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State agencies offer up 9,800 jobs to close budget shortfall including TSD

State agencies offer up 9,800 jobs to close budget shortfall

Though many positions will be exempt, cuts could be deep because of

By Kate Alexander

Saturday, September 18, 2010

To the children at the Texas School for the Deaf, Mary Monckton is a sunny
and engaging speech pathologist determined to help them learn to

But to legislators, Monckton is an expense that Texas might not be able to

Hers is one of 9,800 jobs that state agencies have offered up for
elimination as legislators prepare to trim billions of dollars from the
2012-13 state budget, according to an American-Statesman analysis of agency
budget requests. Some of those positions are empty, and others will probably
be preserved by legislators.

Still, the budget data show that most of those jobs are not vacant, but are
filled by living, breathing workers who could be laid off as the state
grapples with a projected two-year budget shortfall approaching $21 billion.

Mike Gross , vice president of the Texas State Employees Union , said he
expects there will be much more pressure to lay off employees next year than
in 2003, the last time Texas faced a similar budget crunch. State leaders
have again vowed to close the gap without raising taxes, but the magnitude
of the budget problem is greater this time, in part because of the ongoing

“We plan to defeat (layoff plans), but we’re going to have a lot more
headwind,” Gross said. “Texas is not a poor state. We can afford to do
better by our people.”

Although jobs and the economy have been a major focus of the election
season, there has been little if any discussion about the potential loss of
thousands of state jobs next year.

Agencies have a tendency to offer worst-case scenarios to open the budget
negotiations, said Talmadge Heflin , director of the Center for Fiscal
Policy at the Texas Public Policy Foundation, a think tank that promotes
limited government.

“If they show the legislators all these bad things will happen, maybe it
will soften their hearts a little bit or loosen their pocketbooks,” said
Heflin, a former legislator who was chairman of the House Appropriations
Committee in 2003.

Despite the posturing, Heflin said, “there is a bit of truth to what they’re

For Claire Bugen , superintendent of the School for the Deaf, it is
agonizing to consider losing Monckton or one of the school’s five other
speech pathologists along with an audiologist, a librarian, a high school
teacher and many other employees.

“Did you see the tears on my page?” Bugen said when asked about her school’s
$51.5 million budget request.

Bugen, as with other state agency leaders, was required to propose cuts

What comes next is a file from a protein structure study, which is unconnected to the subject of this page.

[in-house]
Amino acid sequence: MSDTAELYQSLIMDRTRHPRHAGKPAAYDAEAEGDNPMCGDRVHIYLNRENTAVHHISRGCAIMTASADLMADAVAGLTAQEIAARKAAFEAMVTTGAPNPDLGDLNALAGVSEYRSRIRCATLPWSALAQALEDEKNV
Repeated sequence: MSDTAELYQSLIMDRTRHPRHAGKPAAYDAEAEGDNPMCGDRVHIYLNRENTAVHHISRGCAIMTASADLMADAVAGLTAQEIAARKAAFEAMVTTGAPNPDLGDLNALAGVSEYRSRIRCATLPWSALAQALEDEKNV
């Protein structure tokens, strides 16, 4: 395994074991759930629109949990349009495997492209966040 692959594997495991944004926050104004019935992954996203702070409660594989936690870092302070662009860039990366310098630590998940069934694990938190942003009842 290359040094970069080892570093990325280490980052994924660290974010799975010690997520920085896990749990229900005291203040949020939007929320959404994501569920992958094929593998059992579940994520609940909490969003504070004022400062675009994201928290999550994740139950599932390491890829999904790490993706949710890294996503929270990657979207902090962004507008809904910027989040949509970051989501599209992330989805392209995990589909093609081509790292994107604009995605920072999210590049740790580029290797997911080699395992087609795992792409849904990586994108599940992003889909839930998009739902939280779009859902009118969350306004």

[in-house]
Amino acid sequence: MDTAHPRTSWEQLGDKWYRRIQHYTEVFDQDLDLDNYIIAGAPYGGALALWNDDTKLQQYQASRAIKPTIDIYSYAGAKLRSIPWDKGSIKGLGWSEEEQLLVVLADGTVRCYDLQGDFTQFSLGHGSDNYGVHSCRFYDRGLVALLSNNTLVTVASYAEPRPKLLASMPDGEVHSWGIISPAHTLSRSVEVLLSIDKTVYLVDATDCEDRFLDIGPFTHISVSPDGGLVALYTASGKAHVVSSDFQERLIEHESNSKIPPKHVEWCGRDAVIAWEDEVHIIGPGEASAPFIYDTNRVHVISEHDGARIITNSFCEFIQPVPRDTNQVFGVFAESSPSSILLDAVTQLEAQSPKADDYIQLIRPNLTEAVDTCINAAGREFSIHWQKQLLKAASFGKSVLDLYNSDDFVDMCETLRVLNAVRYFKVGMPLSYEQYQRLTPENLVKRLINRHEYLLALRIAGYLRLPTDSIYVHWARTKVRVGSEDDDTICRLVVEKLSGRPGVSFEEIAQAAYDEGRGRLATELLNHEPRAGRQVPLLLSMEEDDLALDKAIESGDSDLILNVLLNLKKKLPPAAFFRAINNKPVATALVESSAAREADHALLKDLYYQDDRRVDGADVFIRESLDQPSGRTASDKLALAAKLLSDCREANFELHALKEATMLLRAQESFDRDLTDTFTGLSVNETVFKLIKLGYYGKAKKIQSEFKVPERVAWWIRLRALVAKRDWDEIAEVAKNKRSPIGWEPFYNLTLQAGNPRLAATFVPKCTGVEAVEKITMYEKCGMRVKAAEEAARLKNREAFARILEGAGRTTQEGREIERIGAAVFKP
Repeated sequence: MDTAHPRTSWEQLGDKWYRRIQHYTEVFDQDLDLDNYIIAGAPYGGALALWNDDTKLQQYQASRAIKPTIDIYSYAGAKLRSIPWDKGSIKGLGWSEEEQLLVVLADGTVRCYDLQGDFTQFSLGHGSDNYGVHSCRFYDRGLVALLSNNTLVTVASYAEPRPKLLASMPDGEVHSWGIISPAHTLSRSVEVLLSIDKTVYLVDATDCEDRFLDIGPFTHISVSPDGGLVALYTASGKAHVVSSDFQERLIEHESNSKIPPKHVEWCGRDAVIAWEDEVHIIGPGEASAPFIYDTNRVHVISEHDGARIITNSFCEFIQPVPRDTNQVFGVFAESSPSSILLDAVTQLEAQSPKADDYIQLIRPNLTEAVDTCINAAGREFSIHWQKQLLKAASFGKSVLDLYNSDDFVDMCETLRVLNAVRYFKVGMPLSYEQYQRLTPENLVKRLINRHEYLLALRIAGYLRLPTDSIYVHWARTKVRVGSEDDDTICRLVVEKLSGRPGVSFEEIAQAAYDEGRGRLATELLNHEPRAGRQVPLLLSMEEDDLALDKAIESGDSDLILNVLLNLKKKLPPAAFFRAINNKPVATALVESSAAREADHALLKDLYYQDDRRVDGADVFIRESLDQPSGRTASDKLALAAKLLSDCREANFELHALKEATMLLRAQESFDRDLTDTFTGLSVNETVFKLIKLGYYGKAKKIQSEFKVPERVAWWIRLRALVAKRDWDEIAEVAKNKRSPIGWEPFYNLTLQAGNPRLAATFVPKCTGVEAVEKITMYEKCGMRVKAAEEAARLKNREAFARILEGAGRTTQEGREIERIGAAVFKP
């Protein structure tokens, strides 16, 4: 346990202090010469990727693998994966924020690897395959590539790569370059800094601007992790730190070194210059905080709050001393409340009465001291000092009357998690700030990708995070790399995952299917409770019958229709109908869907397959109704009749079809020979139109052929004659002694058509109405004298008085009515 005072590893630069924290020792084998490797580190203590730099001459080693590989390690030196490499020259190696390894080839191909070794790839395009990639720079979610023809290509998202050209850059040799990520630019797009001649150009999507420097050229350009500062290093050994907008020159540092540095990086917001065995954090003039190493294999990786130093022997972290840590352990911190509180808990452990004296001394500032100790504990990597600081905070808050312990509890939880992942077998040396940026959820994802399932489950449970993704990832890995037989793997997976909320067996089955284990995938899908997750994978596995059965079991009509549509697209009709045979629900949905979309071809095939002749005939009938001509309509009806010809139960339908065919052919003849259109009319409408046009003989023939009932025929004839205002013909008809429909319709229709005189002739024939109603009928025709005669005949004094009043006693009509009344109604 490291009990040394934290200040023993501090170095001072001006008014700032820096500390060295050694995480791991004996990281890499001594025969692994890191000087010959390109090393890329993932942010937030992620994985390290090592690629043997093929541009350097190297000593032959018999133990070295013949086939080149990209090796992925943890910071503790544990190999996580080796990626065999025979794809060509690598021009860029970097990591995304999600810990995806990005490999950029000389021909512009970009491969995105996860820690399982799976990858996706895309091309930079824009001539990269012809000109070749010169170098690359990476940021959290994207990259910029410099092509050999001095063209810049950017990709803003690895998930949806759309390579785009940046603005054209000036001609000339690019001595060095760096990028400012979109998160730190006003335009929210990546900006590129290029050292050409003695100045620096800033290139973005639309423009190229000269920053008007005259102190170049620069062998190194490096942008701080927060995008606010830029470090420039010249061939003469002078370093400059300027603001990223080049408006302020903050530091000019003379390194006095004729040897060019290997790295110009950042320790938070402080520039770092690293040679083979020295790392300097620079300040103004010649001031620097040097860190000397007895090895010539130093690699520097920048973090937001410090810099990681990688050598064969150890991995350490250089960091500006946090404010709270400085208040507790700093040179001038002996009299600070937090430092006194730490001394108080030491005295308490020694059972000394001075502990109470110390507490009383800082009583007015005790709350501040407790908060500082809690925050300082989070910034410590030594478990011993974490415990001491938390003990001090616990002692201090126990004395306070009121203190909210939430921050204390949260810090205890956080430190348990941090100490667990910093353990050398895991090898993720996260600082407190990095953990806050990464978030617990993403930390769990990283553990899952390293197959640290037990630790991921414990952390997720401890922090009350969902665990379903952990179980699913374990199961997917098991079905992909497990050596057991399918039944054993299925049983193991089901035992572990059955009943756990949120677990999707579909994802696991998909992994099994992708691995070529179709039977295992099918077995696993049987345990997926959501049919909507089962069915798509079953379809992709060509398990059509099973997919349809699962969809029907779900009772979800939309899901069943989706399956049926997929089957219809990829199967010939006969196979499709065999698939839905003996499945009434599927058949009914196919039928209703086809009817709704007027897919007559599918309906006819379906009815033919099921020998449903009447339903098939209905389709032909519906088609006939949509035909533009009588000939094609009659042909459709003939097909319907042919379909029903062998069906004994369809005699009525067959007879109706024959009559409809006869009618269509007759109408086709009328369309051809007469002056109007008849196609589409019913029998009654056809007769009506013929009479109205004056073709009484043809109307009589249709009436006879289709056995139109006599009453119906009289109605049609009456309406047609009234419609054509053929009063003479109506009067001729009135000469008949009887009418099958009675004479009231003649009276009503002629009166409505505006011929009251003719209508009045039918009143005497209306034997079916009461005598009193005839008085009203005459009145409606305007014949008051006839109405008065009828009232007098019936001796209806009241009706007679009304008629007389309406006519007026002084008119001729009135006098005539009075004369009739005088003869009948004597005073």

totaling 10 percent of the school’s general revenue budget, which came to
$3.6 million .

She first nixed a summer school program that serves 250 deaf children from
mainstream schools, as well as building repair, some laundry services for
residential students, computers, furniture and more. Still $1.2 million
short of the reduction target, the only thing left to cut was people.

“Every little position you lose in a school like ours has an impact,” said
Bugen, who says the School for the Deaf should be exempt from the cuts, as
are traditional school districts.

“We’re so small. How is our $3,637,402 going to help? It’s not going to help
the State of Texas balance its budget, but it would do so much for us.”

Therein lies the problem for Texas legislators.

What’s really on table?

The state’s $87 billion general revenue fund pays for a handful of behemoths
— public education, health and human services, criminal justice — and a
bunch of relatively small agencies.

For now, state leaders have protected public school aid from the cuts,
though people from across the political spectrum say it is unlikely that
schools will be left untouched.

“If the Legislature is going to balance this budget primarily through budget
cuts, nothing can be off the table,” said Dale Craymer , president of the
Texas Taxpayers and Research Association and onetime budget director for
former Gov. Ann Richards.

Lawmakers also have less flexibility to reduce Medicaid-related and
Children’s Health Insurance Program costs, as they did in 2003, because
federal health care reform prohibits changing benefits or eligibility

The result is a concentrated blow to the programs that are left.

All told, the 10 percent cuts could reduce state spending by $3 billion if
fully implemented, according to the Legislative Budget Board.

Another $1.2 billion could be saved if the 5 percent cuts enacted in the
current budget are continued.

That leaves a long way to go to close a $21 billion gap, even with an $8
billion rainy day fund.

In the end, certain agencies might be told to dig even deeper.

Still, not all of the 9,800 jobs that agencies have placed on the chopping
block are equally vulnerable.

Moves to save jobs afoot

Key legislators are already pushing to exempt from layoffs 7,300 prison
guards, parole officers and other corrections workers at the Texas